- Creating a regulatory environment conducive to the deployment of FinTech projects in the country.

- Testing innovations in a real environment before admission to a wide market.

- Encouraging innovation that increases the availability of financial services.

- Risk management based on large amounts of actual data.

- Reducing the time and cost of bringing an innovative idea to a wide market.

The CES concept continues to evolve, forming various models determined by several factors. A significant common feature is the promotion of dialogue between financial market participants and central banks in achieving a balance of their interests and avoiding conflicts. The regulator acts as an organizer, consultant and technical operator during testing.

The key differences between the existing CES come from acceptance criteria, guarantees and testing requirements, organizational structure and other details. For example, binning testing can be applied inside the regulatory framework, i.e. the distribution of participating companies into subgroups in order to optimize the processes of monitoring the implementation of the experiment.

The author identifies two main models of CES:

- Binning test. Each innovative project or a similar subgroup of innovative projects is considered individually, and depending on the nature of the product or service, individual exemptions are applied in terms of compliance with regulatory requirements (UK, Canada, Singapore)

- Universal test. Companies are provided with universal concessions in terms of compliance without considering each project individually (Australia).

In addition, these types can be divided into models with the possibility of extending the testing period and without. As a rule, in a sandbox built according to the "binning test" model, participating companies can extend the deadlines provided they notify the regulator in advance, as well as indicate the reasons and a plan for implementing the goals.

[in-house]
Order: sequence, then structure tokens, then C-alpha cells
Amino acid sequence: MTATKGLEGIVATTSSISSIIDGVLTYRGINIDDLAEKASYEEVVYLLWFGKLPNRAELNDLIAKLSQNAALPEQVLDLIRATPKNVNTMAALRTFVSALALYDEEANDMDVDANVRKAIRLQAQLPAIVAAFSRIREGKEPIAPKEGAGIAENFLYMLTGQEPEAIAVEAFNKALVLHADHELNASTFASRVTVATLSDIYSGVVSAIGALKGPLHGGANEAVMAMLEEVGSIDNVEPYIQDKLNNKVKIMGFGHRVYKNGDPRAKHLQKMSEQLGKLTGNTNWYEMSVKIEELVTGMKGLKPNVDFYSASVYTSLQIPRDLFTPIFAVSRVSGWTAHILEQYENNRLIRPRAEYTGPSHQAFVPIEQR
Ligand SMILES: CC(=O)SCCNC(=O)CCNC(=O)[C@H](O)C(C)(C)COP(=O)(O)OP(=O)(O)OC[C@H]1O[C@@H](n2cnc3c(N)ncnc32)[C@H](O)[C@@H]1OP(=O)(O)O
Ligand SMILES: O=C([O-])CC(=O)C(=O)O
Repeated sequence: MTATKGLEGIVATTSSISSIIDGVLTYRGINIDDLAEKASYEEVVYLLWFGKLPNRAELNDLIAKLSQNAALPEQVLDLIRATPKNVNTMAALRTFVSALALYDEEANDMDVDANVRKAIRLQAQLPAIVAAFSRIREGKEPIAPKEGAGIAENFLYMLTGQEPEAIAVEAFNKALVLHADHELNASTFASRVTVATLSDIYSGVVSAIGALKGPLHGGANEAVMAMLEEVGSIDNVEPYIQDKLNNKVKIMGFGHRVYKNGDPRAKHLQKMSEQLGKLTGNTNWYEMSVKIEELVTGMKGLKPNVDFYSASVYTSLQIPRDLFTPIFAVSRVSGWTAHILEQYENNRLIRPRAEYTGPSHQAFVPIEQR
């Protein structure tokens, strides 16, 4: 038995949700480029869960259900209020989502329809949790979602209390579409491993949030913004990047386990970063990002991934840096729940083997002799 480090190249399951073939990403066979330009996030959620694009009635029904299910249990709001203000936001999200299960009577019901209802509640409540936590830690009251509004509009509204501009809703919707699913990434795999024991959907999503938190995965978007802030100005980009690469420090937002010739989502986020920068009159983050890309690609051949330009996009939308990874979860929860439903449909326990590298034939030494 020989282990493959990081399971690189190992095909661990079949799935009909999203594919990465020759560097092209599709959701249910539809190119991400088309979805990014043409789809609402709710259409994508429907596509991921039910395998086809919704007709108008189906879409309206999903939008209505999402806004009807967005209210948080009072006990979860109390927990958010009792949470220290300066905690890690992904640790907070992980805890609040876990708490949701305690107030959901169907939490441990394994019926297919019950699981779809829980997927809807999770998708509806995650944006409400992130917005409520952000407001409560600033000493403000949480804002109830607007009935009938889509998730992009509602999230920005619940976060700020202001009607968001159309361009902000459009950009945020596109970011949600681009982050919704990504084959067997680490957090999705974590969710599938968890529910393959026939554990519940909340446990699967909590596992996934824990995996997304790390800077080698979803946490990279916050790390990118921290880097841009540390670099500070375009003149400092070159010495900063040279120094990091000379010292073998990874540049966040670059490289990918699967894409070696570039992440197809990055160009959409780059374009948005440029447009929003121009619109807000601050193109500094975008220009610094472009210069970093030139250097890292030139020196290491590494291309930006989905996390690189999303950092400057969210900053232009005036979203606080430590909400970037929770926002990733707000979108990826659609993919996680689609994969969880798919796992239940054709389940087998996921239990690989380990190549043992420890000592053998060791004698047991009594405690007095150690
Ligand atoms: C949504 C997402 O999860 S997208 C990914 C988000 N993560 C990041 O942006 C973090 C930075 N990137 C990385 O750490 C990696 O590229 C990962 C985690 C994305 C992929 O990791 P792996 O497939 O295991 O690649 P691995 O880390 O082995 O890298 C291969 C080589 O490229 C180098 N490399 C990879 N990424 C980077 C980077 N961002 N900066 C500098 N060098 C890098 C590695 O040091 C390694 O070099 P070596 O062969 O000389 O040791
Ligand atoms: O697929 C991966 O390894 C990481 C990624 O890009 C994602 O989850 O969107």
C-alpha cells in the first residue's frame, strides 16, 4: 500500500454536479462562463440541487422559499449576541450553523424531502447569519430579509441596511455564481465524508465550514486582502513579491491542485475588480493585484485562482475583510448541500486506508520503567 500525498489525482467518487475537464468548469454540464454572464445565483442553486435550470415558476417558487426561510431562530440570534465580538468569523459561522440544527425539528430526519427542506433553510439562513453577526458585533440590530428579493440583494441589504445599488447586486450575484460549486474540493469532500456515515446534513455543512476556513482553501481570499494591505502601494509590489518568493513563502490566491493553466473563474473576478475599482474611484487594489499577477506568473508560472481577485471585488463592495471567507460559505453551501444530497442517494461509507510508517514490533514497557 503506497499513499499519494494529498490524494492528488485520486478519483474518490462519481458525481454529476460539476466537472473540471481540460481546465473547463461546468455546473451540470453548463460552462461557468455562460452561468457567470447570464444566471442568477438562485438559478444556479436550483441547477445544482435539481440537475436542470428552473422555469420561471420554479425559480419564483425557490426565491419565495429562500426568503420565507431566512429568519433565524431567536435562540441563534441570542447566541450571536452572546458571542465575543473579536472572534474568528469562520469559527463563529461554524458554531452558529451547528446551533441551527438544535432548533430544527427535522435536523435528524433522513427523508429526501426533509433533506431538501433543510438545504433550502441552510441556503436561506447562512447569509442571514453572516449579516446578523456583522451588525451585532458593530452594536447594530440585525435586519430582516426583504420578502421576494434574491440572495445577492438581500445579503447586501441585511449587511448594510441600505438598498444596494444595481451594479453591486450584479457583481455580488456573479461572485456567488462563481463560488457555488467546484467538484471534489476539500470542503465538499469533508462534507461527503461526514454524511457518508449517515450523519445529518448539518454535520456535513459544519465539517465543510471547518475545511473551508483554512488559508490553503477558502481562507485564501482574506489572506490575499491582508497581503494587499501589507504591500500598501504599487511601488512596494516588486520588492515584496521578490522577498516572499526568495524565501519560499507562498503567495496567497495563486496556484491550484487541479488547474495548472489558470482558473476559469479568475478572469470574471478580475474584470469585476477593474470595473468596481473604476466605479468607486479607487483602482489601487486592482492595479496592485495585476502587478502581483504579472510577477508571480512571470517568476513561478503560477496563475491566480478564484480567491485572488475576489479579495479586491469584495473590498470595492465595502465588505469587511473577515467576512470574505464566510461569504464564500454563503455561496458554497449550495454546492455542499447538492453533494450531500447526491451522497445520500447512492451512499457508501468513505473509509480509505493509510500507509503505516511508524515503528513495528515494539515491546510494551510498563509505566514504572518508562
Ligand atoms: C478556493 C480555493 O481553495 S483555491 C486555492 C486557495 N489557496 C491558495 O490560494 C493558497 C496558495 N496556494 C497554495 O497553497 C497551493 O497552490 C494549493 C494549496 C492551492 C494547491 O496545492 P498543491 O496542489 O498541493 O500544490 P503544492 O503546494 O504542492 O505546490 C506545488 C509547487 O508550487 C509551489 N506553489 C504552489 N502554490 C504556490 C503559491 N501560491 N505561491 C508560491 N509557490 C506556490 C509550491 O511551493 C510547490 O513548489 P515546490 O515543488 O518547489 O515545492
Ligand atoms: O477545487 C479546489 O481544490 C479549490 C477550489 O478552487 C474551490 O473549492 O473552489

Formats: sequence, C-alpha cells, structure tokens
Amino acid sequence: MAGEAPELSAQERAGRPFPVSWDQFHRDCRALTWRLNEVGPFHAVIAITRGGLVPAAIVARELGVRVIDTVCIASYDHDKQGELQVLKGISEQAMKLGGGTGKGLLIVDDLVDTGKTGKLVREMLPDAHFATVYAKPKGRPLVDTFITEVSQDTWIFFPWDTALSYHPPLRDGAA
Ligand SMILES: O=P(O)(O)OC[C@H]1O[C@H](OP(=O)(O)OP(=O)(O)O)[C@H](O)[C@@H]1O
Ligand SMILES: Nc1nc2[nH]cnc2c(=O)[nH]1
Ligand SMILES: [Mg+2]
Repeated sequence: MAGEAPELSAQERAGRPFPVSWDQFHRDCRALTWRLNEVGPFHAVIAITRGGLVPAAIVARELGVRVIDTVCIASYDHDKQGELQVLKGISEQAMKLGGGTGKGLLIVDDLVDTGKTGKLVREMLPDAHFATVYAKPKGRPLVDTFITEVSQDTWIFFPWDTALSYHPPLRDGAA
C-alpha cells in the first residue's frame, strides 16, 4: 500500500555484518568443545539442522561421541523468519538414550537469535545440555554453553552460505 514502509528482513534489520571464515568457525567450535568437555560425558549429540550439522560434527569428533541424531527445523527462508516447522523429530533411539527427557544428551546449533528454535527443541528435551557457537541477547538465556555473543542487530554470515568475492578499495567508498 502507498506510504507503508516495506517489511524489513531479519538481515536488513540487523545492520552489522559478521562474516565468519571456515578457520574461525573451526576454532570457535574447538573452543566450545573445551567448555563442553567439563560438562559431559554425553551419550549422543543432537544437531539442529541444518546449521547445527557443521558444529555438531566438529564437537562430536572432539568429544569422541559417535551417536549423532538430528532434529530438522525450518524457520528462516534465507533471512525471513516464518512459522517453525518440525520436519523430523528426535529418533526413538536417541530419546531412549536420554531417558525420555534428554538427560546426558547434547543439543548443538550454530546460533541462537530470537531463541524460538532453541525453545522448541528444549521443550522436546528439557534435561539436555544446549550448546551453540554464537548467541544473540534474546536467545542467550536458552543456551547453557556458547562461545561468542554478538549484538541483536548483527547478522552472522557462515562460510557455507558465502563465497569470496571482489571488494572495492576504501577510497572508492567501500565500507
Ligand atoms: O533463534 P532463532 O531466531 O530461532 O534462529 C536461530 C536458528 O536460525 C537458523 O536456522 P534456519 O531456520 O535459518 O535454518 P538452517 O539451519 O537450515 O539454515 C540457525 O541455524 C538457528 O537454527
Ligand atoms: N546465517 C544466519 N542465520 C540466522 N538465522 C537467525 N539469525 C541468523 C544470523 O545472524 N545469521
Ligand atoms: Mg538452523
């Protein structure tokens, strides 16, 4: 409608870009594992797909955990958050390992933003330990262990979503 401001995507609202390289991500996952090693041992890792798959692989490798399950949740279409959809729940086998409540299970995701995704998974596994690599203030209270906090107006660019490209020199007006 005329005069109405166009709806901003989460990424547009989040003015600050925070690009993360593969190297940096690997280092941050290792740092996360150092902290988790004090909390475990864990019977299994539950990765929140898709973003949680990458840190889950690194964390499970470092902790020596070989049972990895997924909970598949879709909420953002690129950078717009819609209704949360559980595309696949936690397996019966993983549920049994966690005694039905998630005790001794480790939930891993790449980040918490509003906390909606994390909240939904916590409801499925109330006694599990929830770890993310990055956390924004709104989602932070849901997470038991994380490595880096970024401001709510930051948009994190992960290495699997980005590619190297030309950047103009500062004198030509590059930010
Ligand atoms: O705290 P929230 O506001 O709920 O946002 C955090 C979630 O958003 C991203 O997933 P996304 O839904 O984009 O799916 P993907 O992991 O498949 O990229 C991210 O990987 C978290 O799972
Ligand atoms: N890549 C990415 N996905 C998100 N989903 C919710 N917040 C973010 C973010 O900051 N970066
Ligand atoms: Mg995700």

Sometimes CES can be absolutely useless for those regulators who already have a developed and risk-based market environment for issuing various kinds of tools for testing solutions (temporary permits, licenses with restrictions and other tools).

It is important to be aware of the following risks of using the CES:

- creation of artificial competitive reputational advantages for companies participating in the sandbox or successfully tested, over companies with a similar product or technology, but at the same time have not passed testing or have not declared their desire to participate in the sandbox;

- the possibility of potentially introducing uncertainty into the financial market due to the lack of clear information for consumers and investors about the reliability of financial products;

- facilitating the emergence of destructive partnerships between the framework participants and the regulator, which can lead to corruption, in the absence of precise rules and internal controls.

Since the details of the agreements on participation in the CES, as a rule, are not published and are often subject to confidentiality agreements, regulators need to conduct constant checks of reporting on the processes of interaction between the participants of the sandbox and the regulator. This is especially true in developing countries with high levels of corruption. Participants admitted to the sandbox can gain advantages over others by relaxing regulatory rules.